The diversity of the movement, the informality and speed of the network, the rituals of the assembly and the formal power of the party: each political form has its distinct features and dynamics. Medium theory always taught us that expression is shaped by the contours and material properties of communication technologies. The same can be said for these organizational political forms. They hold a capacity to mediate and conform to an extent dictated by their typology, enabling certain processes while frustrating others. No matter their internal variation—there are many different kinds of networks, just as there are assemblies and so forth—there is something distinct about their organizational forms. Lately, there is growing discontent over event-centred movements. The question of how to reach a critical mass that goes beyond the celebration of temporary euphoria is essential here. How can we get over the obvious statements about the weather and other meta fluctuations (from Zeitgeist to astrology)? Instead of contrasting the Leninist party model with the anarcho-horizontalist celebration of the general assembly, we propose to integrate the general network intellect into the organization debate. We’ve moved on a good 150 years since the Marx–Bakunin debates. We should start sabotaging the pressure to update and grow our networks. Strategies, if not devices, are required that shortcut the implicit competition that so often compels us to act. The proposal here is to intensify what’s already there and collaborate—instead of merely communicate—in ways that ensure existence is a political force to be reckoned with. Call it a lingering passion to invent. Organized networks, also called ‘orgnets’, are first and foremost unidentified theoretical objects. Read it as a proposal to undermine the fear of missing out.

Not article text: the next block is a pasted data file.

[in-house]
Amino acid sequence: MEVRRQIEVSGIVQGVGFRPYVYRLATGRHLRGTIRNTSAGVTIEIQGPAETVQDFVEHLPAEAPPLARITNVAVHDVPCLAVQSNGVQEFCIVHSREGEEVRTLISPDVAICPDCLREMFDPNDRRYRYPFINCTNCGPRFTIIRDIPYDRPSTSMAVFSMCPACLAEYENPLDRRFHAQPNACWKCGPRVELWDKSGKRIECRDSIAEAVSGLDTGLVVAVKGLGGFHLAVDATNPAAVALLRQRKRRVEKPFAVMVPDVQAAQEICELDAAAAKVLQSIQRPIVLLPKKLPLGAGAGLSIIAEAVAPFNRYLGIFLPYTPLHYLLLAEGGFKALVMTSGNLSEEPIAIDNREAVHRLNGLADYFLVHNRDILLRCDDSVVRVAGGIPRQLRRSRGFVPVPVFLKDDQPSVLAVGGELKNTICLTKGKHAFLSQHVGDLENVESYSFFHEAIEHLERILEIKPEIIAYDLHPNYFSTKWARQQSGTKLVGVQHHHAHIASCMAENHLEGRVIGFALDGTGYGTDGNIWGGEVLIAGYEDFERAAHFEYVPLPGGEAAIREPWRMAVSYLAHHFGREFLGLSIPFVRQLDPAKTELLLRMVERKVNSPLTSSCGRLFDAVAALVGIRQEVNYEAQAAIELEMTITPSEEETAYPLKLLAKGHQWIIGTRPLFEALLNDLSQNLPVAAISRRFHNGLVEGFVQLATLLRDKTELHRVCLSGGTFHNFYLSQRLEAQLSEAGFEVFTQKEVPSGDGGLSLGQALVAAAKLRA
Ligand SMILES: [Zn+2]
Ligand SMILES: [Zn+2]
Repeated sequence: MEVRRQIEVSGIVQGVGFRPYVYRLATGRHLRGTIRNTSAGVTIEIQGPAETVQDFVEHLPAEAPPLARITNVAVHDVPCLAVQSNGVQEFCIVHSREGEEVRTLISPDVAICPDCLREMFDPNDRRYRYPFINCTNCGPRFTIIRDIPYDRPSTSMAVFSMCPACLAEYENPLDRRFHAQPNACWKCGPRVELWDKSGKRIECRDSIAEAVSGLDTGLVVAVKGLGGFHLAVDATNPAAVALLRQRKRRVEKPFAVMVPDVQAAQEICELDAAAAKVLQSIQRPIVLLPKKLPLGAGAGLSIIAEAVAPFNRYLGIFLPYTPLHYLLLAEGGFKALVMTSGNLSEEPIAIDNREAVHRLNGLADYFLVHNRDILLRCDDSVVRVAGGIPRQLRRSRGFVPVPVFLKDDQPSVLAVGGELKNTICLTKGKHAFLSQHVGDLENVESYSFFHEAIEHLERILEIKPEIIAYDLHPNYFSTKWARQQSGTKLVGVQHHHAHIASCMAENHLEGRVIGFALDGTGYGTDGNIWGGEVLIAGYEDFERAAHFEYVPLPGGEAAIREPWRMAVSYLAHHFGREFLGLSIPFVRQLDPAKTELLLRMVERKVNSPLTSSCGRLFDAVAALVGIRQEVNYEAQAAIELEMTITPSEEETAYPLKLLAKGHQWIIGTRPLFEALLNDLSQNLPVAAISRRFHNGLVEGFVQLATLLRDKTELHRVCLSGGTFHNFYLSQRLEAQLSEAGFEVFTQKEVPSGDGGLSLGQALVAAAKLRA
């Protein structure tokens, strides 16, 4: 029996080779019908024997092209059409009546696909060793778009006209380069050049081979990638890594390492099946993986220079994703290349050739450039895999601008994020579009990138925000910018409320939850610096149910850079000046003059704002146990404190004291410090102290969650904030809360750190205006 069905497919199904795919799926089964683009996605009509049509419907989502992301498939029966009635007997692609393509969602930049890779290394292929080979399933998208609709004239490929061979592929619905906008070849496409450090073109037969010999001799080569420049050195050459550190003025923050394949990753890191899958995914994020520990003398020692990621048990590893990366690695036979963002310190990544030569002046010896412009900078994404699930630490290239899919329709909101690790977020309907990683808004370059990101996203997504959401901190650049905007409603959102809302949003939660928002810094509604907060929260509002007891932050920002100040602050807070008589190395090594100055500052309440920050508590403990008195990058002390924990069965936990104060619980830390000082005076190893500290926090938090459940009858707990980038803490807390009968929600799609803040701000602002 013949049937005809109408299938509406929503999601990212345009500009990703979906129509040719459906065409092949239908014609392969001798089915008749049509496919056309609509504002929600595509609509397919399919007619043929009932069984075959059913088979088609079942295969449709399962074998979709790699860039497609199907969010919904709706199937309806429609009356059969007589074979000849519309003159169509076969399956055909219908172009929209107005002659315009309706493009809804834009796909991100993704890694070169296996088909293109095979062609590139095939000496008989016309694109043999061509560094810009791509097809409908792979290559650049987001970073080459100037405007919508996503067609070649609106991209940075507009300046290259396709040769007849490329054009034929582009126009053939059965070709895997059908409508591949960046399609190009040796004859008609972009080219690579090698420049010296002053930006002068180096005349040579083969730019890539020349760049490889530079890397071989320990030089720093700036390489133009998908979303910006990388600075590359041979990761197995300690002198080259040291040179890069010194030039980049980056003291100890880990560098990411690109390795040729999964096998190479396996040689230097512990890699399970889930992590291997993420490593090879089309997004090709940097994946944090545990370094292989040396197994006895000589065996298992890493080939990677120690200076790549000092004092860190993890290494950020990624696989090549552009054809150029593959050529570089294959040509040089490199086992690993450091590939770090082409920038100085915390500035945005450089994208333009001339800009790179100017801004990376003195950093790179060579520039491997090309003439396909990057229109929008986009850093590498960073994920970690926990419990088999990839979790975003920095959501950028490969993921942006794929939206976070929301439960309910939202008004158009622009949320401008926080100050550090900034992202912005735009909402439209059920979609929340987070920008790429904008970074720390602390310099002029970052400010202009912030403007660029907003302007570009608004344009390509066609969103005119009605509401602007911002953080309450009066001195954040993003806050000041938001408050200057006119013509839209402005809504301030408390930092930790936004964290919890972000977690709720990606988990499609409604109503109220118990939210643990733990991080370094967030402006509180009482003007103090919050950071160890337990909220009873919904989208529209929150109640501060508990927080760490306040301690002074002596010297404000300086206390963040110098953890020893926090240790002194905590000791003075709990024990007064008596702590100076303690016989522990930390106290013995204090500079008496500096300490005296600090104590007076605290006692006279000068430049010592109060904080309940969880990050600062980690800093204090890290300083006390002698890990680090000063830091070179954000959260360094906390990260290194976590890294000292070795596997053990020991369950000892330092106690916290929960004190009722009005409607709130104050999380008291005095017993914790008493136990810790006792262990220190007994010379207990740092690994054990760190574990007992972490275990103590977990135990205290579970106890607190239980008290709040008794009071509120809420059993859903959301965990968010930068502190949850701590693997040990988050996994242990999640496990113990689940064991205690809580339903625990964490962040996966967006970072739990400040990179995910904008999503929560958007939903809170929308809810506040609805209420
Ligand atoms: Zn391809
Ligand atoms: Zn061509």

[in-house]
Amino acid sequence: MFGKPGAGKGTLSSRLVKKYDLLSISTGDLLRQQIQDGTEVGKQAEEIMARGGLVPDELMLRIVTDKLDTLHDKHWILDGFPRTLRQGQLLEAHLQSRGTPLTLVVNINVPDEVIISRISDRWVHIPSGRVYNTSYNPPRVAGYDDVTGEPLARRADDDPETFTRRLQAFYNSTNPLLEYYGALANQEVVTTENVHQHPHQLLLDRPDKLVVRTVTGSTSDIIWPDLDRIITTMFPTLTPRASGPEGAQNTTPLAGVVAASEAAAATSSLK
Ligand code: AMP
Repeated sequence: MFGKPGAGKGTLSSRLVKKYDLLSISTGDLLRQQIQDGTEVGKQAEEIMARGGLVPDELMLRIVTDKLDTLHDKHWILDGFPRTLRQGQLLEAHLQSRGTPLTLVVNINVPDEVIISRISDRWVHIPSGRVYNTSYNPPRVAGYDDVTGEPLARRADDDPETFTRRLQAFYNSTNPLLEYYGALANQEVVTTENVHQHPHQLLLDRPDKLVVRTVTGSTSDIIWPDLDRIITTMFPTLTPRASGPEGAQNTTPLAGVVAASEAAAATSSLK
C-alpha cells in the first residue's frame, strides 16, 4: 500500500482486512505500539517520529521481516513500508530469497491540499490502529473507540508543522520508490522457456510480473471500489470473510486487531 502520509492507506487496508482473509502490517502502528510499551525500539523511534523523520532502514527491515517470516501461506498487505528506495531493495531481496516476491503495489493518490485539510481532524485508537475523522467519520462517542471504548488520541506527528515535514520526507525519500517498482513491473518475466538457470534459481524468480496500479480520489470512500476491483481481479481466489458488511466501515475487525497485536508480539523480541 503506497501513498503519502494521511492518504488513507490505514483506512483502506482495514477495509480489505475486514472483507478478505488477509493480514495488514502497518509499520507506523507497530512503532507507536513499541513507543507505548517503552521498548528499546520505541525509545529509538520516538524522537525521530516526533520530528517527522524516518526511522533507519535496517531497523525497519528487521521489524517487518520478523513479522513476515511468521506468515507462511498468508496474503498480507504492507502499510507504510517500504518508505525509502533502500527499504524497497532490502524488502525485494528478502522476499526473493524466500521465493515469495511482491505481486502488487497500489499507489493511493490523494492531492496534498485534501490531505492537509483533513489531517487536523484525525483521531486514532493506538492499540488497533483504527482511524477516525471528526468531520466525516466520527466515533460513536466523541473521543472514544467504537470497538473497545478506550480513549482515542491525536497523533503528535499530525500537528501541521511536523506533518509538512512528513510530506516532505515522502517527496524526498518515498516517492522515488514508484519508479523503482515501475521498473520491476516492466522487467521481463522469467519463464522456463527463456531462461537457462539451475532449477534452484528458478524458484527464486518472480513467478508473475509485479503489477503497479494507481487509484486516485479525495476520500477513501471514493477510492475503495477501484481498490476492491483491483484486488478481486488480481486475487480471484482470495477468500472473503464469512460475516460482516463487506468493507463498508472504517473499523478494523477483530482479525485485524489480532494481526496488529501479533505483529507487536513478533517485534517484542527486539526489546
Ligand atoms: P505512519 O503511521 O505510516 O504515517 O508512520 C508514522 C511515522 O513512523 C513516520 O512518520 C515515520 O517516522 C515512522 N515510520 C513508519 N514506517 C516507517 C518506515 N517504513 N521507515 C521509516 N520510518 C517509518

|Title of host publication||Critical perspectives on social media and protest|
|Subtitle of host publication||between control and emancipation|
|Editors||Lina Dencik, Oliver Leistert|
|Place of Publication||London|
|Publisher||Rowman & Littlefield International|
|Publication status||Published - 2015|
|Name||Critical Perspectives on Social Media and Protest: Between Control And Emancipation|